Connecting Manufacturers and Workers Through Technology

 

The demand is increasing for skilled manufacturing labor in order to meet the accelerating rate of technological change. A recent report by The Manufacturing Institute and Deloitte found that 4.6 million jobs will need to be filled in U.S. manufacturing over the next decade, and 2.4 million jobs may be left open due to a lack of trained workers. The problem is that the skill sets required for today’s factories are very different from what was needed in the past.

Collaboration among manufacturing companies in the private sector, and workforce and training organizations in the public sector, is critical to keep pace with these changes. The Manufacturing USA® network is responding to this need by convening the advanced manufacturing community to build the workforce required to be globally competitive.

Manufacturing USA® is a national network created to secure U.S. global leadership in advanced manufacturing through large-scale public-private collaboration on technology, supply chain, and education and workforce development. The 16 manufacturing innovation institutes in the network are collaborating with researchers, private sector partners and government entities to develop and accelerate the adoption of manufacturing technologies. As part of this mission, the institutes also invest in empowering the next generation of workers with skills to fit the needs of advanced manufacturing. That combination will ensure the U.S. reaps the rewards of innovation at scale, strengthening global competitiveness and the economy.

In his Proclamation on National Manufacturing Day, President Biden highlighted the important role being played by Manufacturing USA in supporting and strengthening today’s manufacturing base and its workers – as well as “the manufacturers and workers of the future.”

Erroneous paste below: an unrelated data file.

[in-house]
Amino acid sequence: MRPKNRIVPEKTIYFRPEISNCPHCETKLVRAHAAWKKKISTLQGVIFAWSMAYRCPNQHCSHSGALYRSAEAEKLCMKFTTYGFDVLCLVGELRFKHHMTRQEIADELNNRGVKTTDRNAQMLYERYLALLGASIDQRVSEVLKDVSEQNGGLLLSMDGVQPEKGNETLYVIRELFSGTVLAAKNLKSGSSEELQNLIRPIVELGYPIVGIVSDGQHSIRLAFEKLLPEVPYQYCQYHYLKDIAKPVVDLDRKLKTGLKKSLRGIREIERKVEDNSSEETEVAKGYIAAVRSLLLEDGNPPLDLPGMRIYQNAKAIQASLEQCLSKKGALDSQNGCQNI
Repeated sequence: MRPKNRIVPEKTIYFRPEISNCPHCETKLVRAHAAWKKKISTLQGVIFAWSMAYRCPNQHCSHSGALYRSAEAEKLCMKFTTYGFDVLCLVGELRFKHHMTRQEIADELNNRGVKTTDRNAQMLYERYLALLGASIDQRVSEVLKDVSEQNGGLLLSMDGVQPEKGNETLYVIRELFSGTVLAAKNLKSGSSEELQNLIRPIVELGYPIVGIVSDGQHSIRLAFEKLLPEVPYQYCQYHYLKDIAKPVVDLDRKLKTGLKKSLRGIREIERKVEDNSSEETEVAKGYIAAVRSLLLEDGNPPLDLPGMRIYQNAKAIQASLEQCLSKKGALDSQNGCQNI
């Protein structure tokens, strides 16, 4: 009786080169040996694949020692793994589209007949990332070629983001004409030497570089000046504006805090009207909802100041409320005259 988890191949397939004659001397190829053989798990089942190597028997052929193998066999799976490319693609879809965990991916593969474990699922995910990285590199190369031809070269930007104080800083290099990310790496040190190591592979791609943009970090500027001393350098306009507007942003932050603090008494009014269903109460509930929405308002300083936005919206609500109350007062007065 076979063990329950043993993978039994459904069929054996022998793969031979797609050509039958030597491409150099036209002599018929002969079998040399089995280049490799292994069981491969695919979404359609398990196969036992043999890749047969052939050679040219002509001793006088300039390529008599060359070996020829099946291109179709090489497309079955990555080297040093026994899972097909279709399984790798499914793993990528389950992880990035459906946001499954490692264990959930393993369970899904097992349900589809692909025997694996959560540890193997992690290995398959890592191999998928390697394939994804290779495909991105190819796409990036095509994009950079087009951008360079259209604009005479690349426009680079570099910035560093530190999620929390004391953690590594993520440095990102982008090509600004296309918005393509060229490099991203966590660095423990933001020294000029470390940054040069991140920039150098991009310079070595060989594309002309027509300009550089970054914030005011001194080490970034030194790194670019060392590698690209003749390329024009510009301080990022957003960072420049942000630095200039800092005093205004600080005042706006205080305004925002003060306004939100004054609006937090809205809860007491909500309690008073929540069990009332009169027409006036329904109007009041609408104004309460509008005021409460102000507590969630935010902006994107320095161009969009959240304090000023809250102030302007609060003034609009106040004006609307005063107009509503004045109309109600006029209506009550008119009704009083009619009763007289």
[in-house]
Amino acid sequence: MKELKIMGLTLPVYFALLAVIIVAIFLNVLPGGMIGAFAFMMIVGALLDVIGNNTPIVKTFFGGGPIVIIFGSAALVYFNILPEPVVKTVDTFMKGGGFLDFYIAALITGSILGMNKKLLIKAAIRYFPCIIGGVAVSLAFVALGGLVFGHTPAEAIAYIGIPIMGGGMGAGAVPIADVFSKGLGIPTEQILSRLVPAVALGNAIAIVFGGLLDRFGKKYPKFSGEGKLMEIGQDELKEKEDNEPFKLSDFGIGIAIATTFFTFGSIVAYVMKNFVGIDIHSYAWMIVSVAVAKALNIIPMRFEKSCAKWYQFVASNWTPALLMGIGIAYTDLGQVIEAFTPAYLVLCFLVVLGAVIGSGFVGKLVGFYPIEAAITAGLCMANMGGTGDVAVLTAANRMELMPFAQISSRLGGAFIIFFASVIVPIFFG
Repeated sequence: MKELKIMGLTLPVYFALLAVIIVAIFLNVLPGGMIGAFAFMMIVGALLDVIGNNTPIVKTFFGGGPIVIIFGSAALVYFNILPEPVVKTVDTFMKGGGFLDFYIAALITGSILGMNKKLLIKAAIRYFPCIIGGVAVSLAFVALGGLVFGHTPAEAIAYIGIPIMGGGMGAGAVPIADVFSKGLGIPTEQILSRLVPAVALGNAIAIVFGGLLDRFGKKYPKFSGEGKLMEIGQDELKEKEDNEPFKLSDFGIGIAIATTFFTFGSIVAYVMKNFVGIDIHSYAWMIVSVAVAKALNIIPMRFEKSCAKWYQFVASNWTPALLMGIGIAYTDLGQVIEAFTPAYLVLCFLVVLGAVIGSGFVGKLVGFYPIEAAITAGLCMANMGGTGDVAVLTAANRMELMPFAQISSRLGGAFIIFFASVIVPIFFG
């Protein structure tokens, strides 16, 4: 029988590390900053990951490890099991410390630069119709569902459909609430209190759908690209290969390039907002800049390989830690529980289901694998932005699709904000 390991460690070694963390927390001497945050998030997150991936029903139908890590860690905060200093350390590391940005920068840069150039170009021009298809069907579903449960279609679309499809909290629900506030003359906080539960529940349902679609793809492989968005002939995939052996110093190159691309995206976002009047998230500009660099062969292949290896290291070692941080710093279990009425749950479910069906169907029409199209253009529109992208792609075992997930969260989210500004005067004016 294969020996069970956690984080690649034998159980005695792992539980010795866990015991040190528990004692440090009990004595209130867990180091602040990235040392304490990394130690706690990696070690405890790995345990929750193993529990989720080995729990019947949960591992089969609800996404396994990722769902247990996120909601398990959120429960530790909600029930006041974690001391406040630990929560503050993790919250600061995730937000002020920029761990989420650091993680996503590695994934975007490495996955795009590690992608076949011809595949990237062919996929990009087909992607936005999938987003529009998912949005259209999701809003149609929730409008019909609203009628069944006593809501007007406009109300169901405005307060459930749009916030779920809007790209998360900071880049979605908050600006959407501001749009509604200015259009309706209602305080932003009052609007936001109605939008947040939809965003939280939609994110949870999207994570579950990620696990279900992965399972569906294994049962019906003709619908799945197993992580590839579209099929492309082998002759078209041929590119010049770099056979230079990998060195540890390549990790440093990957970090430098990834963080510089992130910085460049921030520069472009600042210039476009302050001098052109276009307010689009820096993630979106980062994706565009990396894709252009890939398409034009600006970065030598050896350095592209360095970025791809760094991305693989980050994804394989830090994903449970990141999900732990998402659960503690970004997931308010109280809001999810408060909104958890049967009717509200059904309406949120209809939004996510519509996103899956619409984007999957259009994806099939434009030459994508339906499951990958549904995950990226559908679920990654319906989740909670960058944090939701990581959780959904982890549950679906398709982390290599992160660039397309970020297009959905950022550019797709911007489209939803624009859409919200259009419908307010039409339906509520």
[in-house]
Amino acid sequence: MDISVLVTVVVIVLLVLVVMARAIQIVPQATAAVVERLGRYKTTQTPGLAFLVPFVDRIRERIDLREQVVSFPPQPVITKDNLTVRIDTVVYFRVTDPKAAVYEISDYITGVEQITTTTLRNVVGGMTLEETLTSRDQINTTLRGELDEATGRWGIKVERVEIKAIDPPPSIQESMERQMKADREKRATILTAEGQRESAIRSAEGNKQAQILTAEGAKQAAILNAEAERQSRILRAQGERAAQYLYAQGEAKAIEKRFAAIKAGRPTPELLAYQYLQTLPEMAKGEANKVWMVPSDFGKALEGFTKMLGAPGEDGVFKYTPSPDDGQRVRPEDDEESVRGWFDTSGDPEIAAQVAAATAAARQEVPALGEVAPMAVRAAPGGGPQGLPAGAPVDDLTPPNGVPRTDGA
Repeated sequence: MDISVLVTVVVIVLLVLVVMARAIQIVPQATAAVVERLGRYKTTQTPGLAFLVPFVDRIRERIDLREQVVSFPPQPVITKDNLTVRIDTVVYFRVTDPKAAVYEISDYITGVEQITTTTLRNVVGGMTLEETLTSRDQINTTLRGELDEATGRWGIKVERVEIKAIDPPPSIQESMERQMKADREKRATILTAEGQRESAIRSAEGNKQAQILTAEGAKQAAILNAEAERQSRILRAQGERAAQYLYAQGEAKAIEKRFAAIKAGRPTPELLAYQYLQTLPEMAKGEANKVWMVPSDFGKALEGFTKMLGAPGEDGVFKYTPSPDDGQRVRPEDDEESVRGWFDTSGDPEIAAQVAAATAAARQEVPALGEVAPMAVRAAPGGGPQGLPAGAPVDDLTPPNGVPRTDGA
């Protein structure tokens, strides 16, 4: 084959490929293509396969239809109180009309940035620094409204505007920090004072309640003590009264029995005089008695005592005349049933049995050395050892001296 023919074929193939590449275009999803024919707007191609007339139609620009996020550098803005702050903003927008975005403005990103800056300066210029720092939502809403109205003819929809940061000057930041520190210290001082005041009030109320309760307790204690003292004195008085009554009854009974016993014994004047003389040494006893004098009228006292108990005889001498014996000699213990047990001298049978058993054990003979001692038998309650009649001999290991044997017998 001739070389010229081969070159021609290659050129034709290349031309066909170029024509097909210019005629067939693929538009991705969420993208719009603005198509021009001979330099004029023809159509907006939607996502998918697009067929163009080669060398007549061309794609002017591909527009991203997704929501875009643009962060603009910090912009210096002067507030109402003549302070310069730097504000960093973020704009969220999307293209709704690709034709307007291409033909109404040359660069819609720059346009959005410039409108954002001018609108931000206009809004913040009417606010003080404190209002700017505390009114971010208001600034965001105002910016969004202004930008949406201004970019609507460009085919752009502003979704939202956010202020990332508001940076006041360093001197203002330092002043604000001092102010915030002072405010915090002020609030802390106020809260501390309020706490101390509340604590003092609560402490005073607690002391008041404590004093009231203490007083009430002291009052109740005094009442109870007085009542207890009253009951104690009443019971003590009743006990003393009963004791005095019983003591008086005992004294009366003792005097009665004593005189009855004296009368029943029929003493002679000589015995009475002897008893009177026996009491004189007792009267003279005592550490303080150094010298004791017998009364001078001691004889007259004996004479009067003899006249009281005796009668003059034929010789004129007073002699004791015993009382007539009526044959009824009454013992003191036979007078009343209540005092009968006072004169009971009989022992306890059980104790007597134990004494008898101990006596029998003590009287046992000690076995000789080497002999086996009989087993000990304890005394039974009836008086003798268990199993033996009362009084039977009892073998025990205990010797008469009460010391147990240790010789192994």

The institutes in the Manufacturing USA network are responding to the changing landscape by working with partners to define new job roles roles and careers, creating educational programs for exciting emerging manufacturing careers and equipping workers with the skills they need to succeed in those positions.

Determining the Manufacturing Jobs of the Future

MxD (Manufacturing times Digital) in cooperation with ManpowerGroup created a Digital Manufacturing Jobs Taxonomy, a massive undertaking that identified 165 roles in  manufacturing that will be created or transformed by the introduction of digital  technology. The project identified 20 roles that will provide the bridge between our current and future workforce by outlining a more aligned and accelerated path for digital manufacturing workforce development and the economic benefits for individuals and companies alike.

The researchers summarized what the manufacturing ecosystem (that includes government, educators and the workforce itself) needs to ask and answer:

  • What’s on the roadmap to being successful in adopting digital manufacturing and design technologies?
  • Where are the skills and capabilities to lead and deliver on the promise of digital technology?
  • How do we describe the work to be done, the jobs and the roles, and workforce needed to do it?